106: coming to you from sunny NI

This week’s blog is coming to you from a sunny Northern Ireland, where I’m on godmother duty for my adorable nephew’s first communion. And I’m feeling pretty sunny, too: it’s the first time I’ve seen my youngest sister and her family since 2018 thanks to Covid cancelling both our 2020 holiday and our trip over for the niece’s confirmation.

Clutching our shiny new passports, London sister and I met at Heathrow on Friday, planning to do the bag drop, get a nice lunch and relax… what actually happened was a queue for over an hour for the automated bag drop, a mad dash to grab a meal deal to eat on the plane and then we sat near the gate for another hour plus as the flight was delayed and delayed. Making faces at small children and chatting to elderly gents is only entertaining for so long. We finally took off just as we should have been landing at Belfast City, but we did get free crisps on the flight. Just as well as the flight attendant was about to get bitten, I was so hungry by then.

It’s so good to see my little sisters: we sat and chattered all evening, covering everything under the sun, decorating the house as a surprise for my nephew’s big day and blowing up balloons.

Balloons!

She promised me a field full of little lambs and sure enough they are skipping about and making me wonder if I can stash one in my suitcase to come back with. I have begun to make friends with them in preparation, lurking nonchalantly on our side of the hedge and smiling in a non-scary sort of way.

My nephew and niece have thrashed me at Harry Potter trivial pursuits, we’ve cried with laughter at S bouncing T off the bouncy castle (a first communion tradition!) and I did get a bit tearful watching my godson make his first communion.

Three sisters

First Communions are a huge event over here, with all the little boys in grown up suits and the girls in bridesmaid type dresses. They all got to do a reading or another part of the ceremony, and the church was full of proud families as well as many watching via the live feed. There’s a scrum afterwards to take photos on the altar, and the kids make a fortune from relatives.

I was slightly less fond when the combination of too many sausages and a bouncy castle had the inevitable messy result, but it’s been such a lovely day. He and I also had a long and philosophical discussion about confession and what happens if you’ve been really good all week and haven’t got anything to confess: do you make it up and then confess to lying the next week? He tells me he’s probably in credit as he only confessed to throwing a ball at his sister once but he’s actually done it a lot which should keep the priest busy for a few months to come. He’s a very curious child, so the priest will most likely have a lot of questions to answer, starting with ‘why does the Body of Christ taste like cardboard?’ and working up from there.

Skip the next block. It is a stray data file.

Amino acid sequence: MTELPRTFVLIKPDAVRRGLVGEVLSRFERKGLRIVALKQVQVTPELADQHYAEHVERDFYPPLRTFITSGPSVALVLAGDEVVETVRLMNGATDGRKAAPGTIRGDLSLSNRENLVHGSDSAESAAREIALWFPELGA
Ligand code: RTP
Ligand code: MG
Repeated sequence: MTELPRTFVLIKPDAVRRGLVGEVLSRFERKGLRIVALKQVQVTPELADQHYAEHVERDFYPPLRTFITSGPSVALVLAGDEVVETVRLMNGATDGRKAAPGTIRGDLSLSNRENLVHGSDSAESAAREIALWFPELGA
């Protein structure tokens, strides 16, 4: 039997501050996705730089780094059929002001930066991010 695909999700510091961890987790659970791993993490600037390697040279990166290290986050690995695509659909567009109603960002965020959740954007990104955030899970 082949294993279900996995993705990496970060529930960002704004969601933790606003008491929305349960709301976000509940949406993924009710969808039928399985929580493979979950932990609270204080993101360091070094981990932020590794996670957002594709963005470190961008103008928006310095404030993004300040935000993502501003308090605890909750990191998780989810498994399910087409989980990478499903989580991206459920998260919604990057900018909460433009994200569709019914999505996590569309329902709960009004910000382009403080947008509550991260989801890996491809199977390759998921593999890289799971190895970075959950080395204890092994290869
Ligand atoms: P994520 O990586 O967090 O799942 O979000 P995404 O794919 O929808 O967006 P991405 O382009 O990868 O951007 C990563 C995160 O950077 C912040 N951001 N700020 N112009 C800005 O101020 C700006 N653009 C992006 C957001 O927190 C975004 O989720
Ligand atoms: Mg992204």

Hopefully we’ll manage a holiday together this summer so we can all spend more time together – I had the advantage of growing up near all my cousins, but these two and the Things don’t have that luxury.

This morning the new communicant has nagged his dad into taking him to mass again, so we are enjoying the peace and contemplating leftover cake for breakfast. Now excuse me, I’m off to make the most of being with my sisters before flying back later.

Kirsty x

What I’ve been reading:

On the Bright Side: The New Secret Diary of Henrik Groen – Henrik Groen

Doctor Who: Tenth Doctor Novels vol 3 (Audible)

The Hanging Valley/Past Reason Hated/Careless Love – Peter Robinson

One thought on “106: coming to you from sunny NI

  1. I remember being very disappointed at my first communion: until that day, I’d always thought the communion wafer was white chocolate!

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